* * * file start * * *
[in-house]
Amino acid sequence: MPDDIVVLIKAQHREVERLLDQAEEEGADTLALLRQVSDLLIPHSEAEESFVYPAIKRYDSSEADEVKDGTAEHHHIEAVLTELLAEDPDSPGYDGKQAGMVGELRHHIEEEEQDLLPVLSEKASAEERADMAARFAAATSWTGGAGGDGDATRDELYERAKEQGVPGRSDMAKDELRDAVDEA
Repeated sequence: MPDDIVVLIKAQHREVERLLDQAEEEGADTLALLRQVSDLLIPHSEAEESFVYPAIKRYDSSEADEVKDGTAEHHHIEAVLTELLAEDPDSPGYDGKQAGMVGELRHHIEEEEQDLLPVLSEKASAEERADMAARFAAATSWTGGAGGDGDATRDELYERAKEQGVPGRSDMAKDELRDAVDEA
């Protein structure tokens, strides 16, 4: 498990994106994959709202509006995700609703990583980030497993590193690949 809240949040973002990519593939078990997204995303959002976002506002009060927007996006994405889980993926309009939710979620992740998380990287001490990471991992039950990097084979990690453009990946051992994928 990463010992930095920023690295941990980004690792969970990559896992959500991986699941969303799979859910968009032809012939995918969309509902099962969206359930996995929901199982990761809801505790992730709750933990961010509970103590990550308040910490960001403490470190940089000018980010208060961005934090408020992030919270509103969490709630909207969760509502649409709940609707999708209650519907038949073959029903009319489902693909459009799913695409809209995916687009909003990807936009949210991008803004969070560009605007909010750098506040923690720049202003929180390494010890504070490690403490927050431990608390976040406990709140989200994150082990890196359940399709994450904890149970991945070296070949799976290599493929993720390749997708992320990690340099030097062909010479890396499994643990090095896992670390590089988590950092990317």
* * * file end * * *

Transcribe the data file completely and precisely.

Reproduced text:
[in-house]
Amino acid sequence: MPDDIVVLIKAQHREVERLLDQAEEEGADTLALLRQVSDLLIPHSEAEESFVYPAIKRYDSSEADEVKDGTAEHHHIEAVLTELLAEDPDSPGYDGKQAGMVGELRHHIEEEEQDLLPVLSEKASAEERADMAARFAAATSWTGGAGGDGDATRDELYERAKEQGVPGRSDMAKDELRDAVDEA
Repeated sequence: MPDDIVVLIKAQHREVERLLDQAEEEGADTLALLRQVSDLLIPHSEAEESFVYPAIKRYDSSEADEVKDGTAEHHHIEAVLTELLAEDPDSPGYDGKQAGMVGELRHHIEEEEQDLLPVLSEKASAEERADMAARFAAATSWTGGAGGDGDATRDELYERAKEQGVPGRSDMAKDELRDAVDEA
């Protein structure tokens, strides 16, 4: 498990994106994959709202509006995700609703990583980030497993590193690949 809240949040973002990519593939078990997204995303959002976002506002009060927007996006994405889980993926309009939710979620992740998380990287001490990471991992039950990097084979990690453009990946051992994928 990463010992930095920023690295941990980004690792969970990559896992959500991986699941969303799979859910968009032809012939995918969309509902099962969206359930996995929901199982990761809801505790992730709750933990961010509970103590990550308040910490960001403490470190940089000018980010208060961005934090408020992030919270509103969490709630909207969760509502649409709940609707999708209650519907038949073959029903009319489902693909459009799913695409809209995916687009909003990807936009949210991008803004969070560009605007909010750098506040923690720049202003929180390494010890504070490690403490927050431990608390976040406990709140989200994150082990890196359940399709994450904890149970991945070296070949799976290599493929993720390749997708992320990690340099030097062909010479890396499994643990090095896992670390590089988590950092990317």